Clean your hands often and avoid touching your face

Clean your hands often and avoid touching your face

Photo by Ketut Subiyanto

It is important to frequently clean your hands using soap and water, especially before eating and after being in public.1,2 This helps get rid of the virus.

Table of Contents

  1. How to wash your hands
  2. References

1. How to wash your hands 

Source: The Public Health Agency of Canada (PHAC)

Handwashing Heroes Video for Kids

In order to make data available for Canadians, people living in the United States, and the rest of the world, we included information from the Public Health Agency of Canada, Centers for Disease Control and Prevention, and the World Health Organization. See below for information about cleaning your hands from the Public Health Agency of Canada, Centers for Disease Control and Prevention, and World Health Organization.

Public Health Agency of Canada (PHAC)
  • Use warm water and soap to wash your hands for at least 20 seconds.
  • Use a hand sanitizer with a minimum of 60% alcohol when soap and water are not accessible.  
  • Do not cough or sneeze into your hand, instead use a tissue or the bend of your arm. As soon as possible, throw away used tissues into a lined waste container and immediately wash your hands. 
  • Refrain from touching your eyes, nose, or mouth with hands that are unwashed.

Read more here: 

  1. Public Health Agency of Canada. Coronavirus disease (COVID-19): Prevention and risks. https://www.canada.ca/en/public-health/services/diseases/2019-novel-coronavirus-infection/prevention-risks.html
Centers for Disease Control and Prevention (CDC)

Spend at least 20 seconds while washing your hands with soap and water.

Some examples of important scenarios to wash hands include:

  • Before eating or cooking food
  • Before touching your face. Avoid touching your face with unwashed hands.
  • After you cough, sneeze, or blow your nose 

When soap and water are unavailable, use 60% alcohol-based hand sanitizer instead.

Children younger than 6 should be supervised as they use hand sanitizer to prevent poison emergencies. 

Hand hygiene in school

  • Allocate time during the day for children to wash their hands (e.g. after bathroom breaks, before meals) 
  • After using the washroom, always wash hands with soap and water instead of using hand sanitizer. Hand sanitizer that is at least 60% alcohol-based prevents the spread of COVID-19 but does not kill germs that cause diarrhea. 
  • When using hand sanitizer, dispense the product onto your hands, and rub the hand sanitizer onto all parts of your hands. Continue rubbing your hands until they are dry. 

Read more here: 

  1. Centers for Disease Control and Prevention. Protect Yourself. https://www.cdc.gov/coronavirus/2019-ncov/prevent-getting-sick/prevention.html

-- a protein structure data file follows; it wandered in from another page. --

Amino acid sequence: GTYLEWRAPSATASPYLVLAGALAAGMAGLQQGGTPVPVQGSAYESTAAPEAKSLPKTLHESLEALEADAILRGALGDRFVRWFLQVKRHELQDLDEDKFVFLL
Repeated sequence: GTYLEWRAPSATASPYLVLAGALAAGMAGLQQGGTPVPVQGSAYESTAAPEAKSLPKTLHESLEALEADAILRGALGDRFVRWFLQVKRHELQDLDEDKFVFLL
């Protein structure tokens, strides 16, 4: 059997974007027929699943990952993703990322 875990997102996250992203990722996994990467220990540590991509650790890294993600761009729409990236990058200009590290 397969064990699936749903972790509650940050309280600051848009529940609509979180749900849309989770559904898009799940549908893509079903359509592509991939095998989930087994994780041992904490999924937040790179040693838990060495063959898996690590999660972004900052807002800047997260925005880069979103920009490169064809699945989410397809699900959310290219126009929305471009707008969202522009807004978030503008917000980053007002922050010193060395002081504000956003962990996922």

2. Centers for Disease Control and Prevention. Cleaning, Disinfection, and Hand Hygiene in Schools. https://www.cdc.gov/coronavirus/2019-ncov/community/schools-childcare/clean-disinfect-hygiene.html
World Health Organization (WHO)

Avoid touching your eyes, nose or mouth, as your hands may have touched contaminated surfaces and may transfer the virus, resulting in infection. 

Follow hand hygiene practices frequently through washing hands with soap and water or using alcohol-based hand sanitizer. Only a coin-sized amount of hand sanitizer is necessary. 

Ensure that alcohol-based hand sanitizers are:

  • Stored out of children’s reach
  • Not used before handling fire or cooking, given the santizer’s flammable nature
  • Not ingested

Children should be supervised and taught how to apply the sanitizer. The touching of your eyes, mouth and nose should be avoided promptly after use of hand sanitizer to avoid irritation. 

It is encouraged to create a schedule for frequent hand hygiene for children to follow when in school.

Read more here: 

  1. World Health Organization. Coronavirus disease (COVID-19) advice for the public. https://www.who.int/emergencies/diseases/novel-coronavirus-2019/question-and-answers-hub/q-a-detail/q-a-coronaviruses
  2. World Health Organization. Considerations for school-related public health measures in the context of COVID-19. https://www.who.int/publications/i/item/considerations-for-school-related-public-health-measures-in-the-context-of-covid-19%20%EF%BB%BF

2. References

  1. Public Health Agency of Canada. Coronavirus disease (COVID-19). https://www.canada.ca/en/public-health/services/diseases/coronavirus-disease-covid-19.html 
  2. Centers for Disease Control and Prevention. Coronavirus Disease 2019 (COVID-19). https://www.cdc.gov/coronavirus/2019-ncov/index.html

Disclaimer: The information regarding COVID-19 is changing constantly as more data become available. The information provided in this website is not meant to replace diabetes healthcare team or public health agencies recommendations, and is intended for information purposes only. Please check with your healthcare providers for any deviations from your care plans.


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